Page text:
Arguably the best episode of Netflix’s “Master of None” isn’t about the main character, Dev, played by Aziz Ansari, but about his best friend Denise.
Denise, who is played by Lena Waithe, is Dev’s stylish, laid-back black friend who identifies as a lesbian. Throughout the series, viewers see a confident Denise who is comfortable with her sexuality. But the “Thanksgiving” episode of the second season showed a more vulnerable side of her. Creators take a look into the past to follow Denise’s character as she realizes she’s attracted to women and comes out to her mom, Catherine, played by Angela Bassett.
Waithe, who co-wrote the episode along with Ansari, revealed that it was based on her personal story of growing up and coming out to her family.
The producer/actor told USA Today that the episode came to fruition after co-creator Alan Yang asked Waithe about her coming out story while in the writers’ room.
“I started to tell the story about what it was like to grow up in a house with all black women, never even hearing the word ‘gay’ or ‘lesbian,’ but not being super Christian. [It was] just all about appearances and how people perceive you,” she said.
Waithe said that she hadn’t intended on bringing elements of her personal experiences to the show, but Ansari called her shortly after she left to ask if they could tell her story ― with her guidance, of course.
The episode follows Denise through a series of Thanksgiving dinners with her mom, aunt (played by Kym Whitley), grandmother and Dev. It starts with Denise as a child and progresses into her teenage and adult years, exploring the nuances of what happens when blackness intersects with gender and sexuality.
One year, Denise spends the holiday with her mom at a diner, where she decides to tell her mom that she’s gay. Catherine’s response is mostly worry over her black daughter having to deal with another part of her identity that may make life even more difficult.
“I don’t want life to be hard for you,” her mom said through tears. “It is hard enough being a black woman in this world, now you wanna add something else to that.”
Waithe, who actually did come out to her mom in a diner about 10 years ago, said that those words were actually said to her.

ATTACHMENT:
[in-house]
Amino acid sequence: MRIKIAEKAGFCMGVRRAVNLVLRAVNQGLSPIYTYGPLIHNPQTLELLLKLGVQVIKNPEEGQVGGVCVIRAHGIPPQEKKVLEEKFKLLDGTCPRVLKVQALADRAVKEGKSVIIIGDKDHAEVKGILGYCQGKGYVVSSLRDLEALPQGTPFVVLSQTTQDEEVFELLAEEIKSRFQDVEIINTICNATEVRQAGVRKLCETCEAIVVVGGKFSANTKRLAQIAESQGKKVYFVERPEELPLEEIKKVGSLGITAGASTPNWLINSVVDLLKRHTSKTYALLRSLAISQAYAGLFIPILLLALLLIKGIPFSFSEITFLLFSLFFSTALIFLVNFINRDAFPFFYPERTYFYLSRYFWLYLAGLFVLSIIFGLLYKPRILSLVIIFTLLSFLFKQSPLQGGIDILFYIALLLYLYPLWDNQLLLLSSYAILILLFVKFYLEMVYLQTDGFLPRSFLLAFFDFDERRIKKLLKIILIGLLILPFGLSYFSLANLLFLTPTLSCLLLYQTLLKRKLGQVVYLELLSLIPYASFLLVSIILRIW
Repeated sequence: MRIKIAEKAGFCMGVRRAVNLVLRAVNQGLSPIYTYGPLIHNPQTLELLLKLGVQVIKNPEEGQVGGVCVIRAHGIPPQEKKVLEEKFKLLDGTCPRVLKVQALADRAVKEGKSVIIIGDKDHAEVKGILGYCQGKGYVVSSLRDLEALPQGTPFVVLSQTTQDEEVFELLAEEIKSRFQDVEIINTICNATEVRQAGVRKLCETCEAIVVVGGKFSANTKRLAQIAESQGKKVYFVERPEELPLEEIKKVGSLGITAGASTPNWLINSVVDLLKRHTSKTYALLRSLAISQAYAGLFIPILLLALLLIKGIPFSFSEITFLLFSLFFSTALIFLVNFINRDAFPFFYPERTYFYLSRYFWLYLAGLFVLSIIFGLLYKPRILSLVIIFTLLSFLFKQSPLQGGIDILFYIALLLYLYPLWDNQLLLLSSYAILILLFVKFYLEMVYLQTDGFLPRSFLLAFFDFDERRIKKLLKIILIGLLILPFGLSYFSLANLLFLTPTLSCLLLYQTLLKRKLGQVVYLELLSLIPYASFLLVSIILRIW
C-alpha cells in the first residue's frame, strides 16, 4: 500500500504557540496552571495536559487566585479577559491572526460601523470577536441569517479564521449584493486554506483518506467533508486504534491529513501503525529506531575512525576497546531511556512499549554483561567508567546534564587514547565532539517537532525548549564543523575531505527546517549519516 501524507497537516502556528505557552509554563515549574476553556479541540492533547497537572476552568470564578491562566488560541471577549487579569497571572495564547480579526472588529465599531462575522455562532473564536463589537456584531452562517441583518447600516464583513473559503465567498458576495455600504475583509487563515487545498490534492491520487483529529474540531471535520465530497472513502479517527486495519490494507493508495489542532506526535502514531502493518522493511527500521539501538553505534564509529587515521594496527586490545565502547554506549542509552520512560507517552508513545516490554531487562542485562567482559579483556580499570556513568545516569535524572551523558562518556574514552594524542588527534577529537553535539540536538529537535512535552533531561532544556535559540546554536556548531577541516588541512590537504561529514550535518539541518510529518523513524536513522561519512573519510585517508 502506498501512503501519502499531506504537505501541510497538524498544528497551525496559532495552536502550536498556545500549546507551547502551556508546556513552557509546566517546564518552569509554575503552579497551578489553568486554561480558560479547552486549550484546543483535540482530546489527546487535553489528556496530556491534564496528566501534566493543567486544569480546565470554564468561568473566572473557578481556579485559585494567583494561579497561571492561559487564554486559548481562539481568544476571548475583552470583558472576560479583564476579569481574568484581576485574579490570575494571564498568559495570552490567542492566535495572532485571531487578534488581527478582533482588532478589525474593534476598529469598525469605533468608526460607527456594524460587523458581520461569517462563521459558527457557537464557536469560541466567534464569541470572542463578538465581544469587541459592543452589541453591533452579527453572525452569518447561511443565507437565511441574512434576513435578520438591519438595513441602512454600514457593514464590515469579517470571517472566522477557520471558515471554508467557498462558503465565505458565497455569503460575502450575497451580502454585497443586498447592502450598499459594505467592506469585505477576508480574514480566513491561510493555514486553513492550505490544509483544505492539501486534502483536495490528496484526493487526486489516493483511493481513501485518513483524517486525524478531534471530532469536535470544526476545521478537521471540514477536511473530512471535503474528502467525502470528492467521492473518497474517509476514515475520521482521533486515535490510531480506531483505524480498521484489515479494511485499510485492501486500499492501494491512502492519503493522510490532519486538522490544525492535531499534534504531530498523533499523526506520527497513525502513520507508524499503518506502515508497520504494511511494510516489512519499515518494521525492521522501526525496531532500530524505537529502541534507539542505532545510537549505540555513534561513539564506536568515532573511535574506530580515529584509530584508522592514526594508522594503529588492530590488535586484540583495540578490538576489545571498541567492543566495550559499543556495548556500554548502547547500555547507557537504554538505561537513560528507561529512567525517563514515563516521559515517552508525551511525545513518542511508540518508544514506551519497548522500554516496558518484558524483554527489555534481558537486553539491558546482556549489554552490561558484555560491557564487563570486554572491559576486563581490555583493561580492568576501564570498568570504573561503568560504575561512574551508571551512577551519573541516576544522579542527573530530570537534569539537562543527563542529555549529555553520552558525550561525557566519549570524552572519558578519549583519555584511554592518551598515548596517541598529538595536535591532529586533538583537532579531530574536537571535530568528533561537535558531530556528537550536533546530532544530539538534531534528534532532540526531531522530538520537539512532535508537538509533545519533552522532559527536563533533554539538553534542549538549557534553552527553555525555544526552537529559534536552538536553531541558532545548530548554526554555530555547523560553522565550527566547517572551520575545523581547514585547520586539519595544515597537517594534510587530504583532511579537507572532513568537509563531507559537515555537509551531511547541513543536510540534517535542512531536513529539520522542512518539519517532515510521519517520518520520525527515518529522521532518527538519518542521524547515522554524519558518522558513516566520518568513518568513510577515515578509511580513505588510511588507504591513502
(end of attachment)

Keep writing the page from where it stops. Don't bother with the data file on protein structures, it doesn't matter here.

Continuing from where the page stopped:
“It’s very difficult being a gay kid coming out to a parent. I can speak to that from personal experience,” she told TV Guide. “But I think what I learned in making the episode is that it’s also difficult being a parent, having to have your kid come out to you."
"In writing the episode, I got a chance to step into my mother’s shoes a little bit and try to understand where she was coming from," she continued. "I realized that was a very difficult thing for her to go through. Not because she doesn’t like gay people and not because she’s homophobic, but because she got a kid with an added element that she didn’t quite bargain for. And it’s also an element that no one ever taught her how to deal with.”
She told USA Today that retelling her mom’s initially resistant reaction wasn’t to villainize her, but to celebrate “what it means to come out and be brave.” She added, “We were also celebrating my mom and all moms who have been come out to, who try and say the right thing and want to know the best way to love their kid.”
Waithe said that Bassett really elevated that narrative.
Bassett told HuffPost that she accepted the role because she felt it was an important story that needed to be told. The mother of two said it’s a parent’s duty to love and support their children no matter what, and Waithe’s story does a good job of showing that.
“It just meant so much to me because I know that it emanated out of the life of this beautiful, talented, gorgeous, amazing young woman and how important it is for her and for those [whose stories are] like hers, akin to hers,” she said. “I was very proud to be asked to be a part of it.”
Waithe, who’s currently in a relationship with a black woman, told TV Guide that she hopes the episode has a positive impact on the perception of the black LGBTQ community.
“I feel very honored and proud that I get to tell this story from my point of view,” she said. “I hope that we’re changing the way mothers, daughters, families, view what it means to be gay and black in America now.”
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